“That lyric is partially a musical thing of trying to put the past behind you musically and start fresh,” says Murphy. “But more importantly the way I was writing lyrics on that first album was very guarded, depressed and defensive. I was 18 when I wrote those lyrics, but they were very much from a place of frustration and anger rather than a place of content, honesty and respect.”

Even though you will still hear people scream the lyrics to “The Medic” when played at Foxing shows, Murphy says the band is in a different spot mentally now than they were during The Albatross.

“Eric, Jon (Hellwig, drums), and I found a way to write that is healthy for us,” explains Murphy. “For a long time we were guessing our way towards everything, and only in the last two albums have we found a rhythm for being able to write cohesively and in a healthy way. The Albatross for example is an album that we guessed on everything that we were doing. For some people that was their favorite album, and I see some people say, ‘Why don’t you write an album like that again?’ And I’m like we literally wouldn’t know how. Everyone was guessing and yelling at each other.’’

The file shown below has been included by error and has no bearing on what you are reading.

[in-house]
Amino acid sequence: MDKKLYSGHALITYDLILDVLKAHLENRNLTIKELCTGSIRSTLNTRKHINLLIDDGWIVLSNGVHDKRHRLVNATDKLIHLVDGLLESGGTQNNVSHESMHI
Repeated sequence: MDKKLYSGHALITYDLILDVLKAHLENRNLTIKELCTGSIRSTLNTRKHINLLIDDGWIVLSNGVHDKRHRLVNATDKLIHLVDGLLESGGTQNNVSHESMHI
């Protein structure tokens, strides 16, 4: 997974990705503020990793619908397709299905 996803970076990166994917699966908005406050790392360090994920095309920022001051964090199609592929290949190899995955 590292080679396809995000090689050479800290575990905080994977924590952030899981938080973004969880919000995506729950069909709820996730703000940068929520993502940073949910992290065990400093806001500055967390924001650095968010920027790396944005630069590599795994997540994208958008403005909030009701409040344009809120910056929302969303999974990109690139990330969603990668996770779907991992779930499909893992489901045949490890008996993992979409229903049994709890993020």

Another event that made Foxing think about things was the ongoing pandemic, and guitarist Ricky Sampson left the band to pursue a career in coding. During the early stages of the pandemic, people thought about their relationships to their work. Murphy had those thoughts as well, but it only reinforced that he wanted a career in music.